Magician, manipulator or creative genius?
In 2001 Richard Scott quit his very successful ‘day job’ as technical illustrator-turned-IT specialist to pursue his passion for art full-time. Born in Britain in 1968, but now residing in South Africa, he started drawing at an early age, always scribbling down ideas, but it was to take him almost 30 years to arrive at his vocation of fully fledged artist.
His work exhibits some characteristics that may be associated with the 1960's Pop Art movement, yet it defies simplistic categorisation, oscillating as it does between naively decorative and super contemporary. Scott’s vision is personal and reflective. Though his images sometimes appear simplistic, they form a complex and coherent whole. Using a variety of painting, sculpture, drawing and graphic media, he borrows images from the world of popular and consumer culture to convey his social, sexual and perceptual messages. Cars, planes, trees, nude women, and African animals combine to form Scott’s personal iconography. He constantly modifies and re-examines old imagery, but when viewed in terms of ideas rather than chronology, the stylistic cohesion of his work becomes apparent.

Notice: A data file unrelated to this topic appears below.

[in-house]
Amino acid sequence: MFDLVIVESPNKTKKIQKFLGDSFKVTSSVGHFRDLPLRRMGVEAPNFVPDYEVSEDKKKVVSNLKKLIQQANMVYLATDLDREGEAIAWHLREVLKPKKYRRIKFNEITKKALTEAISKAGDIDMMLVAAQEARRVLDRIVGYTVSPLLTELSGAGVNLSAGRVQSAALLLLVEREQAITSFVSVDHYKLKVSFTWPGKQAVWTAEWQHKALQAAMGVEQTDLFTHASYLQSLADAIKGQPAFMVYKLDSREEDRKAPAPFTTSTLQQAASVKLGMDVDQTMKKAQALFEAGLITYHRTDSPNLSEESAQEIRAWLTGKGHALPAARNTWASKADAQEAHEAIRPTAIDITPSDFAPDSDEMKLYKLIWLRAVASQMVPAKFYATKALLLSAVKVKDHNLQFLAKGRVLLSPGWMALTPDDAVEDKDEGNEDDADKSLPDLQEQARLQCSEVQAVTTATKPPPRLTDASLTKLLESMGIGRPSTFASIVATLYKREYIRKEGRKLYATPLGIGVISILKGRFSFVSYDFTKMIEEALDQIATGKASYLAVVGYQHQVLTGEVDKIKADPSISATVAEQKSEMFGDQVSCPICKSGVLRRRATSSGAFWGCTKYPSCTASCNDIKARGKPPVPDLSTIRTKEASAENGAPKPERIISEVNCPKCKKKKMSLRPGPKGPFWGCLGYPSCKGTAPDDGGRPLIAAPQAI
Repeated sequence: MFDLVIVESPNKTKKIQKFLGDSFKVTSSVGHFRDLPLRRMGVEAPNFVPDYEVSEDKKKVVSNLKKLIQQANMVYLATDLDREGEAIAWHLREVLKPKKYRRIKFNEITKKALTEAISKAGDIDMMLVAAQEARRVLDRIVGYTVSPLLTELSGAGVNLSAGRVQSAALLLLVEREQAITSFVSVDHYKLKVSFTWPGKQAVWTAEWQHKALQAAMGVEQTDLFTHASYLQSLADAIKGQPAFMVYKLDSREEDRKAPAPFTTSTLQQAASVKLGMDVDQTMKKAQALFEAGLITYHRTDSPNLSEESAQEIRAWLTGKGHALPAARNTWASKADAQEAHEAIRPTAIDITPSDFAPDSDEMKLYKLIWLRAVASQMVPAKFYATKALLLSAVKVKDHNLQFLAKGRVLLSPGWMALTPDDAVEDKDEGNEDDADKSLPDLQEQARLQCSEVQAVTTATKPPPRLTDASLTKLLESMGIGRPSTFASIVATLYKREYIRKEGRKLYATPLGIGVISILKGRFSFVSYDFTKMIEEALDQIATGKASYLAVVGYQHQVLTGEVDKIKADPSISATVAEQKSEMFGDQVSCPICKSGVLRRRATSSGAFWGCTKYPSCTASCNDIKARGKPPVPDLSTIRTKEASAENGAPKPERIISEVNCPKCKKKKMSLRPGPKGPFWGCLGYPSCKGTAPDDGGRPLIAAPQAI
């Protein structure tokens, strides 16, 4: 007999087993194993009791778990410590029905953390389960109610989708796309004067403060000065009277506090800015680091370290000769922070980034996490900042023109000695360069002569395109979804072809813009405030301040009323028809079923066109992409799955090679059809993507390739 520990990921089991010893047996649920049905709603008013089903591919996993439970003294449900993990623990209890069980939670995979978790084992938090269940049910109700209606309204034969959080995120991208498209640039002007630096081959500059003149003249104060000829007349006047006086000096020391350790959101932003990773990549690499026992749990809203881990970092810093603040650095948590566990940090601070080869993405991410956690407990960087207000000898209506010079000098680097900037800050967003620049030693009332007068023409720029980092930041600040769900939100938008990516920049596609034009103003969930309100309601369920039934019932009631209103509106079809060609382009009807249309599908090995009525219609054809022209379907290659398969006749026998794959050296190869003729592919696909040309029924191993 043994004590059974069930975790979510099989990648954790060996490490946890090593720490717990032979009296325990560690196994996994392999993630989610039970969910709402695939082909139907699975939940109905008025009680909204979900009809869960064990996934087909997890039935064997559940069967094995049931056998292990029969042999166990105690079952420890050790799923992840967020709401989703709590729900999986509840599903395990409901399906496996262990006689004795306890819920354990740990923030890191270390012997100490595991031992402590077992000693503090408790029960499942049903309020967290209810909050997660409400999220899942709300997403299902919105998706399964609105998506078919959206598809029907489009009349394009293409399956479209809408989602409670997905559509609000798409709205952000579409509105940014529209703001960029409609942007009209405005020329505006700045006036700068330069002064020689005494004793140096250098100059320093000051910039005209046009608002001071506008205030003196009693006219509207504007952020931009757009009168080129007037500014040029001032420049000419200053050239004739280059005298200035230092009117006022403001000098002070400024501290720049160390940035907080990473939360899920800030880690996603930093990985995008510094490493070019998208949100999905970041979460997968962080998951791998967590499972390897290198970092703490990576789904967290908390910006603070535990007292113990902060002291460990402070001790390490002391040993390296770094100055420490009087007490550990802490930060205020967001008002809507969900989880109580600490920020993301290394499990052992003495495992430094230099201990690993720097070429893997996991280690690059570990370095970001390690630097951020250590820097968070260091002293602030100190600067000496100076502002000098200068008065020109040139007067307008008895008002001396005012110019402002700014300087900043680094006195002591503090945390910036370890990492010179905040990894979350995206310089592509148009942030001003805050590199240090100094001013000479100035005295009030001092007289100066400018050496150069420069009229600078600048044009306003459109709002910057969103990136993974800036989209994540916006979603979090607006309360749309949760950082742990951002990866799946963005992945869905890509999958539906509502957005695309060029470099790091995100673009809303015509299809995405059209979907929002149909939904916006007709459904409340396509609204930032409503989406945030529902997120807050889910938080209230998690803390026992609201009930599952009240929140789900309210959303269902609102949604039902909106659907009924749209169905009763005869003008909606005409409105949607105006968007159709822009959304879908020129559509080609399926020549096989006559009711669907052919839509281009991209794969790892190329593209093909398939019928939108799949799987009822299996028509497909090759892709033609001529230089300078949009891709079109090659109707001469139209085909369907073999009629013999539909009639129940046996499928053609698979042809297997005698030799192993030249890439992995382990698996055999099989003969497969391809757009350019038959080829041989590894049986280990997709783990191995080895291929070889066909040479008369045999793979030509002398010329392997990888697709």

Above all though, Scott is always passionate about his art, his creative processes and his conceptualisation of ideas. Like numerous other Pop artists such as Roy Lichtenstein, Andy Warhol, Jeff Koons and Takashi Murakami, he values the creative process as highly as the finished product.
Richard Scott the artist, Richard Scott the marketer and Richard Scott the business man. Though Richard wears a number of caps, they always seem to point in one direction: simplicity.
Richard, through his work, is looking for a peaceful and quiet world, where the reality is only a dream of what it could become in an ephemeral and better life.
He has found a way of communicating his subjective view of the world in an honest and unique way, so as to make it completely accessible to almost everyone. With the simple lines, the texture of the paint on the canvas and the mood of the image secured in its simplicity, Richard teases the viewer with suggestions of a wonderful life.
It is the notion of warm, sunny days, the beach, the beauty of beautiful girls, animals, trees and uncluttered landscapes that cheers the observer. This is the untroubled, carefree life of a child. This is the idea that we love, and the idea that we wish to own.
This is art.